What on earth is going on in Downing Street? – A look back at the past few weeks of British politics

Matthew Joyce

Rishi Sunak has replaced Liz Truss as the UK’s Prime Minister, ending the shortest tenure of a Prime Minister ever.

So many things went wrong for Liz Truss, from the moment she stepped into Number 10, to when she stepped to the lectern yesterday morning to give her farewell speech.

Truss’ claim to the top was the last duty that was fulfilled by the late Queen Elizabeth II, who died two days later. A complete halt to all things politics followed, with a new Prime Minister responsible to lead the nation in mourning the longest serving monarch in British history.

Once the period of mourning ended, politics got back up and running, and it was not peaceful for long when her Chancellor, Kwasi Kwarteng, announced a mini-budget full of tax cuts, tax rate abolitions, and abolitions of limits on bankers’ bonuses. 

It also included the Energy Price Guarantee, which limited the amount of money households would spend on electricity and gas each year.

The one main problem was that there was no evidence on how this would be funded, sending markets into chaos. The British Pound sank to its lowest ever rate against the US Dollar, and pension funds became very close to being eaten up.

As a result, the Bank of England had to intervene to stabilise the markets, and give some form of confidence and calm.

However it clearly did not give any form of confidence, as Kwarteng was sacked a few weeks after, replaced by Jeremy Hunt, seen as a calming and unifying figure, as Tory MPs already began to see the end of the road for Truss.

Hunt scrapped most of the plans from the Budget, but while he chose to keep the Energy Price Guarantee, he decided it would only support households for six months rather than two years, to be reviewed in April.

He also kept the decision to scrap the national insurance rise, but even went against his own opinion and abandoned plans to not increase corporation tax, which Truss claimed would slow international investment.

An eight-minute press conference held by Liz Truss certainly did not make matters any better for her, answering barely any of journalists’ questions, and leaving more to speculate on than before.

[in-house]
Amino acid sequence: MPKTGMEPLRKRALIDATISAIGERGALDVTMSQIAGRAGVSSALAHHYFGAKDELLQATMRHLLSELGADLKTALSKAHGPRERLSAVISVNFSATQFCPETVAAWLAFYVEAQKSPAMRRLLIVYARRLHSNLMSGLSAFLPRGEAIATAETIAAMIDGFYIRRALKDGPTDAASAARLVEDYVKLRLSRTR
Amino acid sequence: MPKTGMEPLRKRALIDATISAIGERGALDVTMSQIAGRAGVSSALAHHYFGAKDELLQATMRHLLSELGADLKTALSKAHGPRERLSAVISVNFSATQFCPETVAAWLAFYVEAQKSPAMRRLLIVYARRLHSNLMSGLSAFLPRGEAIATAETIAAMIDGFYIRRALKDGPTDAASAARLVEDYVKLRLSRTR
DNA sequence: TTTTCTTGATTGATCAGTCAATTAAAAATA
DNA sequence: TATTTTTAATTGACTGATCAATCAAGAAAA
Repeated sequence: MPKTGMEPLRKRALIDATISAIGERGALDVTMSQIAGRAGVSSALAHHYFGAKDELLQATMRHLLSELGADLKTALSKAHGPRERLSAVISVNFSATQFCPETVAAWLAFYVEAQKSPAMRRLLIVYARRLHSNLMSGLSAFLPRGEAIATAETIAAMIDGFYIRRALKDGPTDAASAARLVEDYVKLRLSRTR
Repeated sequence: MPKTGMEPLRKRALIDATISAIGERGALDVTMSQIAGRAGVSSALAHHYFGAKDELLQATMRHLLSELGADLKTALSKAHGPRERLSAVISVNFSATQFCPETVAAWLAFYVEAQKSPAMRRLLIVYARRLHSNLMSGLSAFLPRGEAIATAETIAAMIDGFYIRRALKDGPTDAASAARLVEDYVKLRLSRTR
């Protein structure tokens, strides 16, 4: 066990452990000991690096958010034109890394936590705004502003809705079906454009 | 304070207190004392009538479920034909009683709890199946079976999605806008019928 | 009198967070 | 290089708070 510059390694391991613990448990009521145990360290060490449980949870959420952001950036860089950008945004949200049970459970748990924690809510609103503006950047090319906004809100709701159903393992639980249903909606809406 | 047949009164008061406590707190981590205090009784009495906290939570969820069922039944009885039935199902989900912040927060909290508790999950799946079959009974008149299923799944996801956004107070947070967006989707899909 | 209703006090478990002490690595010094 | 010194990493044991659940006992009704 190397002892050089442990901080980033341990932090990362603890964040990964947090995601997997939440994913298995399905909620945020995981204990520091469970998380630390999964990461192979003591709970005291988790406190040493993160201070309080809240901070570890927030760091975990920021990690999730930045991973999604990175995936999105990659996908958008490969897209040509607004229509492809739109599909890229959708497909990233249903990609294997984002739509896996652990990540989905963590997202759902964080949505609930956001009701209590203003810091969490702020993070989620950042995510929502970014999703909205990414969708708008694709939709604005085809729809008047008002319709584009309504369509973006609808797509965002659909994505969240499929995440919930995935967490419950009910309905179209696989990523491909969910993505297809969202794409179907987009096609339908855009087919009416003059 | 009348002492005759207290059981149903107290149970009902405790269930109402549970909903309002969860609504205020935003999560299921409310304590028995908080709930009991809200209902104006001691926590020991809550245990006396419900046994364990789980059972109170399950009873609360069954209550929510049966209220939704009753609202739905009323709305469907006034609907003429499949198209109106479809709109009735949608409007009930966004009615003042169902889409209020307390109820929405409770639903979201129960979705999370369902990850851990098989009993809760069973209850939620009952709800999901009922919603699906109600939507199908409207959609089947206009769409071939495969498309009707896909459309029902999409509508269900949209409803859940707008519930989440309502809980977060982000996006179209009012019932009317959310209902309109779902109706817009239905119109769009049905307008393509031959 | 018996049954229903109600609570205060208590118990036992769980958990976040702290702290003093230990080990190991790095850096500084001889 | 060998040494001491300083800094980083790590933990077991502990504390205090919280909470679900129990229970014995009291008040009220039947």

Days later, Home Secretary Suella Braverman resigned after she broke ministerial code by sharing a document on a personal email. She was quickly replaced by Grant Shapps.

The following day, Truss did what everyone knew she inevitably would – and resigned. 

From what had been a long and gruelling leadership election within the Conservative Party, which exposed bitter divisions, especially on a stage of six or seven contenders, you would think the chaos of politics would subside for a while to let a new Government take their place. That was not the case.

After 49 days, yesterday, Liz Truss departed Downing Street, and Rishi Sunak, who she defeated to become PM in the first place, took over.

This was following a blink-of-an-eye short leadership race, which saw only Sunak end up as a contender, despite a possible comeback by Boris Johnson, and a potential re-run of a Penny Mordaunt leadership campaign.

Throughout yesterday, Sunak, the UK’s first Hindu and British-Asian Prime Minister, began filling his Cabinet.

Jeremy Hunt remains as Chancellor; former Boris Johnson supporter Michael Gove returns as Levelling Up Secretary, a role he had under Johnson’s premiership; former leadership rivals Penny Mordaunt, Kemi Badenoch and Tom Tugendhat saw themselves getting positions; Suella Braverman got her Home Secretary job back despite her woes with a personal email; and Nadhim Zahawi, once a hopeful for Number 10, a one-day Chancellor and Vaccines Minister, is now Tory Party Chairman.

In his first address as PM, Sunak said that “mistakes were made” under his predecessor’s time in office, and said “difficult decisions” were down the line – let’s see if resigning after 45 days is one of them.

Matthew Joyce